NHS or IHS?

The commonwealth fund (an influential US think tank) recently declared the NHS to be the best healthcare system in the world, for the second year running!

https://www.theguardian.com/society/2017/jul/14/nhs-holds-on-to-top-spot-in-healthcare-survey

 

Many think of the NHS as the Jewel in the UK Crown, more popular, as it is, then our own Royal Family. Andrew Street (professor of Health Economics at York) tells us why, and compares it to the US Insurance-based System:

http://theconversation.com/why-the-british-love-the-national-health-service-66314

 

We spend less of our GDP, per head of population, than almost any other developed nation and yet continue to have the best service there is.  It clearly is not unaffordable. It is something to be extremely grateful for! Why on earth would you spend over 18% of your GDP on health, as our friends in the US do, and still not be able to provide great health care for every person in your nation, no matter of their ability to pay? I do not understand why the NHS (or any “social model” of healthcare) is vilified from the other side of the Atlantic Ocean, when it is the most cost effective and clinically safe health system that there is anywhere in the world.

 

So, I’ve been wondering – why keep it to ourselves? Why just stop at a National Health Service? Why not go International (but not in an awful old-school Imperial Way, but rather a life-giving, loving kind of a way?). We have some of the best public health knowledge there is. We are learning to work creatively and differently with our population for prevention of illness and self-care. We know how to manage complex systems and budgets and we are able to adapt to new challenges relatively quickly. We know what it is to limit our spending and not allow it to get out of control and we know how to regulate corporate giants who would love to turn it into a profit-making machine.

 

The issues of global justice, when it comes to healthcare are insane. We keep talking about wanting to ‘lead the world’. Well – that old style of imperial dominance is thankfully dead and buried and will never be recovered. But we can humbly offer what we do know onto the table and see if we could all learn together about how to have a more globally just health care system. Why stop at the NHS? Why be satisfied with only a National Health Service? Let’s stop wasting time, money and resource on space exploration, projects which destroy the environment and building ridiculous weapons. Instead, let’s imagine a world with an International Health System in which we really get to grips with the kind of issues that are needlessly destroying millions of human lives every year. The possibilities of an IHS are endless and there are multiple ways it could be stewarded. If every nation contributed 8.9% of its own GDP towards it (as we do in the UK), I wonder just what might be possible and how much more connected we might become as a family of nations. Do we still dare to dream these days?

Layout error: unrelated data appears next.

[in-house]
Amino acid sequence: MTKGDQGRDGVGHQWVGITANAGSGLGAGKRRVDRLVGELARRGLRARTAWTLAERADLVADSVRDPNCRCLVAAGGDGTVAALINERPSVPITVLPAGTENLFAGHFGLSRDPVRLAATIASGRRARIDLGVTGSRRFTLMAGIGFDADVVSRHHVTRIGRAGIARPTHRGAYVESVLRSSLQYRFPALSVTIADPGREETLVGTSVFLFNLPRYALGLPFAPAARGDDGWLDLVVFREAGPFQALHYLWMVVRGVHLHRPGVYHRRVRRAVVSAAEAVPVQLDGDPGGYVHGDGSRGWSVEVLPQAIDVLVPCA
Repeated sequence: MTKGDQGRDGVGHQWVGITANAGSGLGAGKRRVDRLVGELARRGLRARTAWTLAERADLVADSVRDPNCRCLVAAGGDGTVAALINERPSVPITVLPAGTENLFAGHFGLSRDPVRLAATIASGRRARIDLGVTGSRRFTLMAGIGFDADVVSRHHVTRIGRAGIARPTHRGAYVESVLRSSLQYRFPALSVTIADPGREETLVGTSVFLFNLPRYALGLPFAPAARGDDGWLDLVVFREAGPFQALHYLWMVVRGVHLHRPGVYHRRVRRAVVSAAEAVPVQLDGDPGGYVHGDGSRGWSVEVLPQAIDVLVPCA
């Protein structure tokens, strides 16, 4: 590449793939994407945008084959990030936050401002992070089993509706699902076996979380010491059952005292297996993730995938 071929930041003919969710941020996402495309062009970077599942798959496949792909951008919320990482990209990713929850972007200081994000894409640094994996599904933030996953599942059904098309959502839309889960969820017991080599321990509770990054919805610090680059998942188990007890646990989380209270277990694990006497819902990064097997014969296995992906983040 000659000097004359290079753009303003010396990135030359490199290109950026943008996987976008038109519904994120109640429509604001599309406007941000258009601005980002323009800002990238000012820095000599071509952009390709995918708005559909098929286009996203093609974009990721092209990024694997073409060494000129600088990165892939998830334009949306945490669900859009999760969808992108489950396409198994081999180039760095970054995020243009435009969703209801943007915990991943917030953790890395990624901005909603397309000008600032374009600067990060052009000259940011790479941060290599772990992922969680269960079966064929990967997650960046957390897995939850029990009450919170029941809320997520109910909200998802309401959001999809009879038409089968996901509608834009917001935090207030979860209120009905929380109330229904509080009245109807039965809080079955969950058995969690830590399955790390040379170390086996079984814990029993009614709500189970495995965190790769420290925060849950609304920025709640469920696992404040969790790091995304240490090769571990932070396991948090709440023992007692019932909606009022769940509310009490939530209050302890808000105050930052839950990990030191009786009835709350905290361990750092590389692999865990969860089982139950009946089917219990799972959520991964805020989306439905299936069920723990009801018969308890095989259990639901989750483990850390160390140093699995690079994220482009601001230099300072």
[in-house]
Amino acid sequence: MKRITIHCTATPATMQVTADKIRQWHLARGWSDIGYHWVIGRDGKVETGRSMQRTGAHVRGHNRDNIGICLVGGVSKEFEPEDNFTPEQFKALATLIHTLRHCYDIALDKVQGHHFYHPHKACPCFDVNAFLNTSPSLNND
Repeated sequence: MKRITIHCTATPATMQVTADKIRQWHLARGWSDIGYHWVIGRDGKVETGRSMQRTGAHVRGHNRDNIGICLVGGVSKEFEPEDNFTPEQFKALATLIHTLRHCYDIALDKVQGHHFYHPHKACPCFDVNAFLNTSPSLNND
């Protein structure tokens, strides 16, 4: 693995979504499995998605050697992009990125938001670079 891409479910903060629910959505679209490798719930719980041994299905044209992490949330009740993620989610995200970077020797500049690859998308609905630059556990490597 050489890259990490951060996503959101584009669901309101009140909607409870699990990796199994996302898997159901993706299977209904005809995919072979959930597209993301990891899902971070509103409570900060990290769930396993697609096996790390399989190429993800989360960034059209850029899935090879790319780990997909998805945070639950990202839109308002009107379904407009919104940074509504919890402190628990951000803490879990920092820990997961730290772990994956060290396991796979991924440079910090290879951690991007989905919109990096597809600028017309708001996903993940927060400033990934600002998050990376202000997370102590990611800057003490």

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Don’t Mind The Gap – Address It!

So, here it is in black and white: the health gap between the north and south is getting wider, and in fact it is now the worst it has been in over 50 years!

 

https://www.theguardian.com/society/2017/aug/08/alarming-rise-in-early-deaths-of-young-adults-in-the-north-of-england-study?CMP=Share_iOSApp_Other

http://www.dailymail.co.uk/wires/pa/article-4770286/Death-records-growing-north-south-divide-study-finds.html?ito=email_share_article-top

 

I’ve blogged about this on here before, but the figures from this latest study are utterly stark:

 

In 2015, 29.3% more 25-34-year-olds died in the north than the south.

For those aged 35-44 it was almost 50% higher than the south in 2015!

 

Overall, there were 1.2MILLION more early deaths for those under 75 in the North compared to the South over the last 50 years. That is 24000 people dying younger than needed every single year extra in the North.

 

Leading complex change in the NHS and social care system involves systems thinking and economic modelling, which is more like gardening than a traditional mechanistic approach. However, you can prune all you like and plant all kinds of new seeds, but if your soil is depleted of the resources that plants need to grow and flourish and if you’re living in an area of drought, then no matter how hard you try, your garden remains barren. This is our experience in the North and it has to change now! We can’t simply take the same approach as the south. The soil is different here, the land is barren and the environment is harsher.

 

What the North needs now is a clear admission, by central government, of the inequalities that exist and a fair redistribution of resources to tackle the health deficit we experience here. As gardeners, we are working our fingers to the bone. We are engaging in population health, redesigning our systems, ensuring that we are dealing with our waste appropriately and joining up our depleted partnerships to provide the best care we possibly can. But we need investment in our soil! We need water! We need to know that northern gardens matter as much as southern ones do. The wider determinants of health – poverty, housing, education, aspiration, adverse childhood experiences and isolation are themselves in need of investment. But we also need investment, not further austerity, in the health and social care systems that are trying to deal with the consequences of these issues. Yes, we need a people movement in the North (see previous blogs), but we need a fair allocation of resource also!

 

The evidence is clear. The challenge to the centre is this: what will be done differently to redress this imbalance? What will be done to allow the North to flourish in health and wellbeing?

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